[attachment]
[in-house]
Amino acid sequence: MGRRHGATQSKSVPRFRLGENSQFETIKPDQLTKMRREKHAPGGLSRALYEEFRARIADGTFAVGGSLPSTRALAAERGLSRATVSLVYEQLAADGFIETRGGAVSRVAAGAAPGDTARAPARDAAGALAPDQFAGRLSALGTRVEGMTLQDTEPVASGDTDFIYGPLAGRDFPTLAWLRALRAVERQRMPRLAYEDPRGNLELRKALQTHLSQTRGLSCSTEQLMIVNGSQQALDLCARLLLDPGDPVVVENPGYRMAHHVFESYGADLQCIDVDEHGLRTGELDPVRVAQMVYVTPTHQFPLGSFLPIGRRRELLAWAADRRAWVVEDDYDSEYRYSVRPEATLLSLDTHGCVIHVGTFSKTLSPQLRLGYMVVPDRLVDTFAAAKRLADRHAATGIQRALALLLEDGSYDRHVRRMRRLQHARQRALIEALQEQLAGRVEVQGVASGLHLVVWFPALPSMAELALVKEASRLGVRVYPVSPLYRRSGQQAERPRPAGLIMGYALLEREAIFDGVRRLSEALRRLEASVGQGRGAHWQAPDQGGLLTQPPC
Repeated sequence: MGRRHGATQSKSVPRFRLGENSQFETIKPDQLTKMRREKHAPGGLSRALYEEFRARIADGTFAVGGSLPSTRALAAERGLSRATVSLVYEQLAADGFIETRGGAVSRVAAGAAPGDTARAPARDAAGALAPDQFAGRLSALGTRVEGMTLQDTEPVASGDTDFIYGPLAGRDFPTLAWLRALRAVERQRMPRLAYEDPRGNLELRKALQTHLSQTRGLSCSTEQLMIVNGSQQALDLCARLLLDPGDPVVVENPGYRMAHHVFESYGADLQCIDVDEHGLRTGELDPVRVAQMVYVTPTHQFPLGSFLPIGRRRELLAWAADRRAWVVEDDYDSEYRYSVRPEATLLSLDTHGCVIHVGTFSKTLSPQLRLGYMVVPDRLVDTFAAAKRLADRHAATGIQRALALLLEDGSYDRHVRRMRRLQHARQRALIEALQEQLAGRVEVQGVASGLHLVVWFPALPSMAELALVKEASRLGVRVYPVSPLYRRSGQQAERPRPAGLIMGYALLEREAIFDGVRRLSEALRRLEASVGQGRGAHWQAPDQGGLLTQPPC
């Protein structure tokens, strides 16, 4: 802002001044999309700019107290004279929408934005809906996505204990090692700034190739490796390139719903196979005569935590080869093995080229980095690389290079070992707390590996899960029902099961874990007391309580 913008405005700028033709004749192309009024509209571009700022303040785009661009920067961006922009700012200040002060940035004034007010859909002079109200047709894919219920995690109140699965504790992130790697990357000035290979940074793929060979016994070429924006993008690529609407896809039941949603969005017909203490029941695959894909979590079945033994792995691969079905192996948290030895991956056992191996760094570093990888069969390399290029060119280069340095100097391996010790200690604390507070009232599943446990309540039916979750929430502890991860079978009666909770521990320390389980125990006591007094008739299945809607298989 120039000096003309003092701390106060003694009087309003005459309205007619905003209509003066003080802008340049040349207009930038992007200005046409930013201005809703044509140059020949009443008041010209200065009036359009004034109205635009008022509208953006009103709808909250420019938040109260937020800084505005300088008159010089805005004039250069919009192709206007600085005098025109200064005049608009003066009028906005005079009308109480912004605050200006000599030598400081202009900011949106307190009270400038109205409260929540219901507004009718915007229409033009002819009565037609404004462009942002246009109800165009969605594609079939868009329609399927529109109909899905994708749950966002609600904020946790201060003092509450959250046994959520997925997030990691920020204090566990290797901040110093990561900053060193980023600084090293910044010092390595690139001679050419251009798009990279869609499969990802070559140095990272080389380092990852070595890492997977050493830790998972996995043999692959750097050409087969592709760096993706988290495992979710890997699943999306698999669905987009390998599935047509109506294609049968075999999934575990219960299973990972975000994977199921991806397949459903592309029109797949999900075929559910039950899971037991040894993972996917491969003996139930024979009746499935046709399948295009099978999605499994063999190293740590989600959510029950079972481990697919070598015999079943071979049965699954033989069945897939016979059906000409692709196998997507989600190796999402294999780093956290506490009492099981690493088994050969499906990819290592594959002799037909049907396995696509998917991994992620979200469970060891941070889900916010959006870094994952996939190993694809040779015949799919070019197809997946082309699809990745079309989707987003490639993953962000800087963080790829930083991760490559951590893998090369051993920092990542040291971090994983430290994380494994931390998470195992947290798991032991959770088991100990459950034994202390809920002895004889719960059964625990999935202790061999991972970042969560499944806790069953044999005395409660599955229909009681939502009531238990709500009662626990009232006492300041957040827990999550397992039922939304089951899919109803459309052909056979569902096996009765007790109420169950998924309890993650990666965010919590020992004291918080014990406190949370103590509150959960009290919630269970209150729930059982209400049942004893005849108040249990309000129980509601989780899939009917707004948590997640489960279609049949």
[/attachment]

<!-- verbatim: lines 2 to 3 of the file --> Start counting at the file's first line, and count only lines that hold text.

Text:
Amino acid sequence: MGRRHGATQSKSVPRFRLGENSQFETIKPDQLTKMRREKHAPGGLSRALYEEFRARIADGTFAVGGSLPSTRALAAERGLSRATVSLVYEQLAADGFIETRGGAVSRVAAGAAPGDTARAPARDAAGALAPDQFAGRLSALGTRVEGMTLQDTEPVASGDTDFIYGPLAGRDFPTLAWLRALRAVERQRMPRLAYEDPRGNLELRKALQTHLSQTRGLSCSTEQLMIVNGSQQALDLCARLLLDPGDPVVVENPGYRMAHHVFESYGADLQCIDVDEHGLRTGELDPVRVAQMVYVTPTHQFPLGSFLPIGRRRELLAWAADRRAWVVEDDYDSEYRYSVRPEATLLSLDTHGCVIHVGTFSKTLSPQLRLGYMVVPDRLVDTFAAAKRLADRHAATGIQRALALLLEDGSYDRHVRRMRRLQHARQRALIEALQEQLAGRVEVQGVASGLHLVVWFPALPSMAELALVKEASRLGVRVYPVSPLYRRSGQQAERPRPAGLIMGYALLEREAIFDGVRRLSEALRRLEASVGQGRGAHWQAPDQGGLLTQPPC
Repeated sequence: MGRRHGATQSKSVPRFRLGENSQFETIKPDQLTKMRREKHAPGGLSRALYEEFRARIADGTFAVGGSLPSTRALAAERGLSRATVSLVYEQLAADGFIETRGGAVSRVAAGAAPGDTARAPARDAAGALAPDQFAGRLSALGTRVEGMTLQDTEPVASGDTDFIYGPLAGRDFPTLAWLRALRAVERQRMPRLAYEDPRGNLELRKALQTHLSQTRGLSCSTEQLMIVNGSQQALDLCARLLLDPGDPVVVENPGYRMAHHVFESYGADLQCIDVDEHGLRTGELDPVRVAQMVYVTPTHQFPLGSFLPIGRRRELLAWAADRRAWVVEDDYDSEYRYSVRPEATLLSLDTHGCVIHVGTFSKTLSPQLRLGYMVVPDRLVDTFAAAKRLADRHAATGIQRALALLLEDGSYDRHVRRMRRLQHARQRALIEALQEQLAGRVEVQGVASGLHLVVWFPALPSMAELALVKEASRLGVRVYPVSPLYRRSGQQAERPRPAGLIMGYALLEREAIFDGVRRLSEALRRLEASVGQGRGAHWQAPDQGGLLTQPPC